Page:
The question I wish to ask is – Would you say the persons who perpetrated the crimes that are discussed below were ‘normal’ or were they in need of greater medical attention than, perhaps, offered or sought?
Some months ago, in Omaha, USA, a young man, Robert, entered a mall and opened fire indiscriminately. He killed eight people – innocent shoppers and staff – and injured and traumatized many more. He had no grouse against them. He did not even know them. He said that he gunned them down because he was “depressed and wanted to die in style.”
To me, it’s obvious that Robert’s mental, emotional and spiritual health were seriously upset.
The story which follows was in the news in London recently:
Three young men came out of a bar some time in the wee hours of the morning, or late at night. One of them found his aunt, a physically disabled lady, prostrate on the pavement outside the bar. He kicked her and when she didn’t get up, poured water all over her. His acquaintance zipped out his cell phone and urged the young man on, saying “This is You Tube material!” The young man went on to urinate all over his aunt, who bore it all lying on the ground, helplessly. She died soon after.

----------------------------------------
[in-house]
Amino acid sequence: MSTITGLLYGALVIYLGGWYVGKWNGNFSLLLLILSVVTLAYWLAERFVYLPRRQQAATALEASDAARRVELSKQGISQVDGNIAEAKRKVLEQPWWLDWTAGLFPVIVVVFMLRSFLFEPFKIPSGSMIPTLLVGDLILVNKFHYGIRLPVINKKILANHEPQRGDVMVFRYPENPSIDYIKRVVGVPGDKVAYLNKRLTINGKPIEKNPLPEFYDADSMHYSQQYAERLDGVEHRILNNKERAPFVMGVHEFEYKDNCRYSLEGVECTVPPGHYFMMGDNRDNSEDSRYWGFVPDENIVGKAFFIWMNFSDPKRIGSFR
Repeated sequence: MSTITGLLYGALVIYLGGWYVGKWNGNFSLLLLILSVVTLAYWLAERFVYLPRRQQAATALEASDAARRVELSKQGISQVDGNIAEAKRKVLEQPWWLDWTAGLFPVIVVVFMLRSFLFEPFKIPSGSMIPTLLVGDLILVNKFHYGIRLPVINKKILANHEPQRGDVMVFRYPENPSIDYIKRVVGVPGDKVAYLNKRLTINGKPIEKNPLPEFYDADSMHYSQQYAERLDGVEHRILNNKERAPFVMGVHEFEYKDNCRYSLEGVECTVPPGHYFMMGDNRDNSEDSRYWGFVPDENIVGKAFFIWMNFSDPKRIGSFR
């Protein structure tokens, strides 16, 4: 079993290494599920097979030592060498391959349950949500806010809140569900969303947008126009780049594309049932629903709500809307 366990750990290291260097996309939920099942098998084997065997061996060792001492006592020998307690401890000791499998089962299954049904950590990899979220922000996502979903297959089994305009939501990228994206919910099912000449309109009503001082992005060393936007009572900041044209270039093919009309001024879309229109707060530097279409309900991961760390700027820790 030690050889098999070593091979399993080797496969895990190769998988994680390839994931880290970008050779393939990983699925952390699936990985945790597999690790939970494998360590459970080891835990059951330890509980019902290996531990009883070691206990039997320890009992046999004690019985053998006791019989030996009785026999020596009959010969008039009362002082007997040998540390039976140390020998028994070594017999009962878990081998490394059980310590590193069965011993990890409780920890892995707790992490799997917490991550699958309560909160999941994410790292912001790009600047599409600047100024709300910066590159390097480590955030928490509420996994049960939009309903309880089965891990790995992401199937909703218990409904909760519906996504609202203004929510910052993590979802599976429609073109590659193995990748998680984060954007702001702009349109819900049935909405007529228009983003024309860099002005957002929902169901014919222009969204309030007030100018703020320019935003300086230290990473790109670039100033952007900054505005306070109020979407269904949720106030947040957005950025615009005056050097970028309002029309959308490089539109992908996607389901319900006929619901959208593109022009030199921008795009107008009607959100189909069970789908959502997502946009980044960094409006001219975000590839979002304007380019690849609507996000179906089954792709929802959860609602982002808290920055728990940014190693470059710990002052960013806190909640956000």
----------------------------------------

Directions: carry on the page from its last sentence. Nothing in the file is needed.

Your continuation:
Even in a drunken state, surely, the young man who perpetrated the dastardly act on his aunt knew he was doing a vile act! What could have made him so depraved? Just a plain mean streak? Or was it something more?
David Tarloff was a normal, handsome young man just about two decades ago. And then, something happened. We don’t know what. But he became a different, and difficult, person. When his parents found it impossible to carry on with things as they were, they took David to a physician. The physician recommended them to a psychiatrist who diagnosed that David was suffering from acute schizophrenia. Now, some 18 years later, one can no longer call David handsome. And, he looks a lot older than he should. Apart from appearances, his mental condition has led him to commit a murder, of which he is only half conscious. His parents wanted him institutionalised because they believed he was a threat to others’ lives. But they were not taken seriously. Could something have been done, when David first changed, to make him go back to what he was so that, today, he could have been what he should have been – a happily married young man, with a stable job and kids, like his brother Robert?